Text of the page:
Connecting language to reading

Connecting language to reading

In last week’s post, I was talking about the way the human brain processes language (you can see that post here). Those processes include the phonological processing system, the meaning processing system, and the context processing system. These systems help the human brain listen to what others say, respond with words and sounds, and understand what those words mean within the context of what’s being said. As homo sapiens, this brain has adapted over the past 200,000 years to process language that is spoken and heard.

As I shared last week, for most of human history, words only existed in verbal form, so the brain was ready to process that information. With the development of a written language, a new process had to be developed within the brain.

Now, I’ve got to pause here for just a moment to share just how fascinating the human brain is! It constantly is redeveloping itself, adapting one portion of the brain for new uses, and learning from past experiences. From some past learning, I know that a portion of what now makes up the orthographic processing system in our brain used to be used by the same part of the brain that helps us to recognize faces. When someone looks familiar to you, your brain is using similar areas of the brain as when you look at the letters on the device you are reading from right now. Think about how the human brain has had to adapt in the last 20ish years of the digital age. But the difference is that skills like reading must be learned by the brain. On the other hand, the language processing system is online for each human even before birth.

So here is how the brain had to change. With the development of written language, a new processing system had to be developed in the brain. We call this the orthographic processing system. This system is able to learn to recognize letters, and then eventually letter strings. In time, those recognitions come to feel almost immediate. To a proficient reader, most words seem to become sight words.

So what does this mean for us instructionally? It means that once our students have a strong foundation of language comprehension, the next step is to support them in phonemic awareness. This means that students need support in first noticing, articulating, and manipulating the smallest sounds in words. Eventually, after they have strong phonemic awareness, then we move into phonics where we begin connecting the sounds we hear in spoken language to the letters that make up those sounds.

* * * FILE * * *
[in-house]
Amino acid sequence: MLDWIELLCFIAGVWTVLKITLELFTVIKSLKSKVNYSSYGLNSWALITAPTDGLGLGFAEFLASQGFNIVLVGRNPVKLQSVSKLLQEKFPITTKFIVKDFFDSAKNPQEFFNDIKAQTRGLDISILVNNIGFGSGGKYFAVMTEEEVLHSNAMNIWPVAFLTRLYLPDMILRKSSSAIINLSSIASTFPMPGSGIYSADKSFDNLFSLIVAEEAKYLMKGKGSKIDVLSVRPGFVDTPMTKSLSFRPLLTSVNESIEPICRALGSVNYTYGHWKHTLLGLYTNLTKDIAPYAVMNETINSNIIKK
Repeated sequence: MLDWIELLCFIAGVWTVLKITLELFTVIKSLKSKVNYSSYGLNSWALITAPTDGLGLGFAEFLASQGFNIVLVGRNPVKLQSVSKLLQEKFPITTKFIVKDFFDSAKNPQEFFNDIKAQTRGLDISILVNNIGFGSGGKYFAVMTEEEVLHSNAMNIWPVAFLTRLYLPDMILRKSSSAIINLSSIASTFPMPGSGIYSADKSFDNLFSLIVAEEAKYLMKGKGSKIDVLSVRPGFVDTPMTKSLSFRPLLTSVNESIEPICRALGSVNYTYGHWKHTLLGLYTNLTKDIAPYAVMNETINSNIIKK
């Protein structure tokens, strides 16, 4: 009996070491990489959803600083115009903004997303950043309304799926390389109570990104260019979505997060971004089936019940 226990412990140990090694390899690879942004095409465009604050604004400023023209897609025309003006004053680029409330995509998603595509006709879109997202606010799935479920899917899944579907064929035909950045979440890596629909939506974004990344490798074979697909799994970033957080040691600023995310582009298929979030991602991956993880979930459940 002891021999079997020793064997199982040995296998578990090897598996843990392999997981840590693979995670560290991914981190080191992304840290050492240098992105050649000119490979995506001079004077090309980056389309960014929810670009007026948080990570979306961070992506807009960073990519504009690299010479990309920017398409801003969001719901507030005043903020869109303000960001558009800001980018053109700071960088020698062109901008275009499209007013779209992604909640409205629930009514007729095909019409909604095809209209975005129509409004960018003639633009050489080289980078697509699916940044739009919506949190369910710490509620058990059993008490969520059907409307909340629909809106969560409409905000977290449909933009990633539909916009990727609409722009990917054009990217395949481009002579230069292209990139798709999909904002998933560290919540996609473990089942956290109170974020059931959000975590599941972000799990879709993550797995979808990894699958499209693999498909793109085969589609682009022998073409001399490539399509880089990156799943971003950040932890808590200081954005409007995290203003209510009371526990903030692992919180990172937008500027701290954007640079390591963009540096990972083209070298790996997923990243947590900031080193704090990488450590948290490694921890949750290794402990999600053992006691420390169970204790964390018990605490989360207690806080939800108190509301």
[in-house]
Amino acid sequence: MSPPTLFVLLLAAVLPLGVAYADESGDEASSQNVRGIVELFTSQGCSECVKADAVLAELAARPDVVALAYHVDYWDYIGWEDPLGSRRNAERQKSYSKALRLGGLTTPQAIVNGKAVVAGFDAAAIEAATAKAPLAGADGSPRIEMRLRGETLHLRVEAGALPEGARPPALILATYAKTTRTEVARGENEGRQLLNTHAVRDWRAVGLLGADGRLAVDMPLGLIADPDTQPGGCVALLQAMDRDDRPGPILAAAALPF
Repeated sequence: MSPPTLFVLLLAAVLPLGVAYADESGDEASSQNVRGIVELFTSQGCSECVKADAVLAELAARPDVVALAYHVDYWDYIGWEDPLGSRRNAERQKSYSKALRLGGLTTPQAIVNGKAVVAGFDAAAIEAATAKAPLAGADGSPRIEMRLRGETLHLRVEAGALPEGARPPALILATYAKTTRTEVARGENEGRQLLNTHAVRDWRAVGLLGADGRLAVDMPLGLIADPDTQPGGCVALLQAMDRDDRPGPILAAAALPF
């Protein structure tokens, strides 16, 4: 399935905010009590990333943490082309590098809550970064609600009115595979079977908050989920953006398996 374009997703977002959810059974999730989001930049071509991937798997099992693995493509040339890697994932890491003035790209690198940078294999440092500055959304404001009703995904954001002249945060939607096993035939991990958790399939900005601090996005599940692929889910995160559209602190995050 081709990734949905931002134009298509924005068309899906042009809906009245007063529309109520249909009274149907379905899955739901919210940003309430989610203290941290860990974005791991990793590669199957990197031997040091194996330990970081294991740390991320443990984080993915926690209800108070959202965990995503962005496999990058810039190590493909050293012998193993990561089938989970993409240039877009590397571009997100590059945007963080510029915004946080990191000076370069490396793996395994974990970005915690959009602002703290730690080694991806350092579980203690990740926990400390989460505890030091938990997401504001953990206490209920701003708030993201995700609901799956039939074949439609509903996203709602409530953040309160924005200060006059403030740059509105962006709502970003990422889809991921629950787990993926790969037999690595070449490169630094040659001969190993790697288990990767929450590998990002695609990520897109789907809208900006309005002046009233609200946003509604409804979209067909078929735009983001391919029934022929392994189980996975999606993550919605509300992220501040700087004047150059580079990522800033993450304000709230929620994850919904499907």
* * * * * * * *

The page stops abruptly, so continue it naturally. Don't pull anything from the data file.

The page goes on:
In Shifting the Balance, there are a few shifts in instructional practices that Burkins and Yates suggest. Here are just a few things you might consider:

  • High-leverage instructional routines – We might start with skills like noticing how sounds are made, then progress into putting sounds together to make words, then take words apart, then listen for similar sounds, then taking sounds off a word, and finally changing one sound to make a new word. These phonological awareness skills help build the sound knowledge that students need prior to bringing the orthographic processing system online.
  • Word lists – There are several different resources that I have seen that could be used at various grade levels to assess students understanding of the various skills. In the district where I work, we could utilize the differentiated spelling lists that go with HMH/Into Reading, or we have access to the digital teacher’s version of Words Their Way. If you’re looking for another source, there are some excellent decodable word lists sorted by skill that were put together by Burkins and Yates as part of their work on Shifting the Balance. You can find those lists on their website here.
  • Multisensory scaffolds – Utilizing tools such as Elkonin boxes with chips or counters, then progressing into letter tiles or magnets. Burkins and Yate point out that these multisensory tools might be especially important when a task is new or students are struggling.
  • Assessment plan – As with any other skill that we want our students to know, formative assessment should serve as our guide along the way. Are there phonemic awareness skills that some or most students still need to develop? Do we need to create or utilize a more formal assessment to check your student’s phonemic awareness? This information will help us to know when it’s time to make the jump from focusing on the sounds in phonemic awareness to the point where we add in the work of connecting letters to sounds in phonics.

Just as with most other forms of learning, there is a progression that most students follow, first learning the skills of recognizing words in a sentence, then breaking words into syllables, then noticing beginning or ending sounds, and eventually identifying all the sounds of the word. When students miss steps along this progression, they might struggle further down the line. What I’m recognizing now is that many of the students who came to my classroom as a 5th or 6th grader who struggled with reading skills were probably missing some of those early phonemic awareness or phonics skills. Backing up and supporting some of the early language fluency skills might have helped them develop the skills they needed to be more successful readers. Hopefully for those of you who are teaching students who have reached the stage that we expect them to be “reading to learn,” there are some steps here that you might be able to integrate into instruction for your students.

What are your takeaways from this? What will you commit to trying based on this new learning? Share your thoughts with us in the comments below!